Heart of Cattle Country, Chaco, Paraguay
I arrived in Asuncion, Paraguay very early on Tuesday morning February 4th, picked up my luggage at the airport and headed to the hotel. I was there to accompany colleagues from the United Nations Development Programme (UNDP) on a field trip to the Chaco region in the heart of Paraguay. CSF has been contracted by UNDP Paraguay to conduct a targeted scenario analysis (TSA) as a component of the Green Chaco project
The region of Chaco makes up 60% of Paraguay’s land, but holds only 10% of the population. We first traveled north to Filadelfia, the capital of the Boqueron department, a five-hour drive from Asuncion. This department is home to a large Mennonite community that emigrated to this region from Russia 90 years ago. Like many Mennonite communities throughout Latin America, they are in the beef and dairy business and will be key stakeholders in any conservation efforts.
The purpose of the TSA is to provide a sustainable alternative scenario to business-as-usual. We had originally planned a stakeholder workshop with the three largest beef and dairy cooperatives, who collectively own more than 1.5M hectares of land, as well as indigenous communities and government representatives. Unfortunately for our purposes, the UNDP international office had tweeted the previous week that eating less meat would reduce harmful greenhouse gas emissions. As you can imagine, this message did not sit well in Chaco, and the workshop was called off. Instead, the stakeholders agreed to participate in one-on-one meetings over two days. This meant more travel and more meetings for us but allowed us to meet the objectives of the trip.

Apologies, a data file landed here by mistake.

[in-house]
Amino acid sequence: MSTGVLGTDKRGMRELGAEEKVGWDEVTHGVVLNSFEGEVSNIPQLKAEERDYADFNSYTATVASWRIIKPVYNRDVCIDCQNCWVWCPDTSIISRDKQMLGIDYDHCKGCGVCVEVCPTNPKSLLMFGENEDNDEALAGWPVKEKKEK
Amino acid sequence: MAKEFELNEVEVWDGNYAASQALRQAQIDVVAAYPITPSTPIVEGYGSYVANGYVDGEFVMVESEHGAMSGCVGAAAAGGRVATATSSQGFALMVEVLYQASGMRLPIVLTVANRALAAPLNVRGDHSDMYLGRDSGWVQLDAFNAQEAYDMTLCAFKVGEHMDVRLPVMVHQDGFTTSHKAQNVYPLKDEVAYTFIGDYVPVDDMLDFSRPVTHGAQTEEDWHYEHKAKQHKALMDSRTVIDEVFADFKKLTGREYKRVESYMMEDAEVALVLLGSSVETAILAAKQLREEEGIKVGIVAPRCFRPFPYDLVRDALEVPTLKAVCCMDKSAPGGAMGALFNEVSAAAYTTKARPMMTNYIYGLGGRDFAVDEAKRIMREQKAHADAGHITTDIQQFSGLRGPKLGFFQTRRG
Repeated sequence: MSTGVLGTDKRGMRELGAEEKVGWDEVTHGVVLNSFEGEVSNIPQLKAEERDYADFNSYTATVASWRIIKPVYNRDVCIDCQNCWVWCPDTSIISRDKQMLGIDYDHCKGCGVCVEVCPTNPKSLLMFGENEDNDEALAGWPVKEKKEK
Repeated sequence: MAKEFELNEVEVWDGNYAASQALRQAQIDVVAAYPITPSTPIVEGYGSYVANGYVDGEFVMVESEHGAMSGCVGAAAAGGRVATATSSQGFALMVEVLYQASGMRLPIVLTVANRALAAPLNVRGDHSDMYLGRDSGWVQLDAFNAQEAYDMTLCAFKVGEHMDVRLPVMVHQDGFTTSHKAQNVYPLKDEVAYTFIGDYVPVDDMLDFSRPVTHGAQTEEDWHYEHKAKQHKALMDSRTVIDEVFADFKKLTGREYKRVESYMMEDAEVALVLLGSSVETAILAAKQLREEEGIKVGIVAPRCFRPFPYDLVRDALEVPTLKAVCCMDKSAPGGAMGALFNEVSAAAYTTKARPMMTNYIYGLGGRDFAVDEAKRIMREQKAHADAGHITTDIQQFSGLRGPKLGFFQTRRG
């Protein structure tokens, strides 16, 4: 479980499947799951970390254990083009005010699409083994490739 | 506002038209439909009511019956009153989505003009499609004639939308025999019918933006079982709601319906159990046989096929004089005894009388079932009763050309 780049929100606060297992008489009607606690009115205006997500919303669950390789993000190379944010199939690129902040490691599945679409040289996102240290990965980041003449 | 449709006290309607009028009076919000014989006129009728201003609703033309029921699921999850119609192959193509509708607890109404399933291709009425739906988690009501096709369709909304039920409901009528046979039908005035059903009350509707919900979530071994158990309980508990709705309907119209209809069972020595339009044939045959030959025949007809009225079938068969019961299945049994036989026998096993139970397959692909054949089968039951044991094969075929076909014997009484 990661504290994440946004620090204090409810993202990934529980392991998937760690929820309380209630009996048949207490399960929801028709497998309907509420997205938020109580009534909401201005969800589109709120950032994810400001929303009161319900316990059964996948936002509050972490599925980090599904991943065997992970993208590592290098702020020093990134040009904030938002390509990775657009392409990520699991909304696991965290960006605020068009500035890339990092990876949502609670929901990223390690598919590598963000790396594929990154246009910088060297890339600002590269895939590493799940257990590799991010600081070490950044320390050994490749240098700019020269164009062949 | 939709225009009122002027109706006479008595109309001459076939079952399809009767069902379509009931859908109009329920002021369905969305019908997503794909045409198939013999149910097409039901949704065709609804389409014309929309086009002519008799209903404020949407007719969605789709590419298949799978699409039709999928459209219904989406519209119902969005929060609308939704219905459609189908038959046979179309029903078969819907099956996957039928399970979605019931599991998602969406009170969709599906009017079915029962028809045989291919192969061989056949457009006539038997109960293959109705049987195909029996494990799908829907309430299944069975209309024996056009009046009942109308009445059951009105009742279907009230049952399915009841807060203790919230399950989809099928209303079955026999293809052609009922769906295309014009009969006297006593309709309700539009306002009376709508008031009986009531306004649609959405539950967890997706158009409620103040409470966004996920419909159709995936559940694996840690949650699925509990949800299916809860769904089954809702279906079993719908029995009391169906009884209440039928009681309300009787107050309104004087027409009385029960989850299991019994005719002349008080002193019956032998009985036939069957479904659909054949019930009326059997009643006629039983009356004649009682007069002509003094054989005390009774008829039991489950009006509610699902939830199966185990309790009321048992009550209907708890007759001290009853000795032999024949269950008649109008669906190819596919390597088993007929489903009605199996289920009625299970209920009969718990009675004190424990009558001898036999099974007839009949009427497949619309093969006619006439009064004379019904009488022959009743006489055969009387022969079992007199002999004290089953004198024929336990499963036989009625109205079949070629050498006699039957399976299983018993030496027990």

We thought that we would be met with some resistance at these meetings, but that was not at all the case. We first met with senior staff from the Chortitzer cooperative who were eager to listen to our proposal. In a typical TSA, two scenarios are developed - the business as usual (BAU) and the sustainable ecosystem management (SEM) scenarios. One of the ranchers at Chortizer suggested an alternative name for SEM, Ganaderia Intelligente y Adaptada (GIA), which in English is Intelligent and Adapted Ranching. We shared this name with other stakeholders and it stuck.
At the meetings, we listened to the issues affecting their cooperative, including lack of business skills, rising taxes, and facing the legal requirement that 25% of their land be set aside as reserves. The reserve law was adopted in 1973 from a similar law in Brazil but has been more strongly enforced in recent years with new regulations. In addition to this 25% reserve, ranchers must provide franjas, which are natural corridors that make up another 15-20% of their land.
After two days of meetings, we had a reasonable understanding of the issues facing the communities and the cooperatives. The most important by far were the reserve requirement and the fact that the small ranchers didn’t understand how much it really cost to run their business or whether they were even making money. We proposed a follow-up meeting with all of the people we interviewed to share what we had heard and describe how our analysis will help them address these important issues and lead to a more sustainable future in cattle ranching. The meeting should take place in March.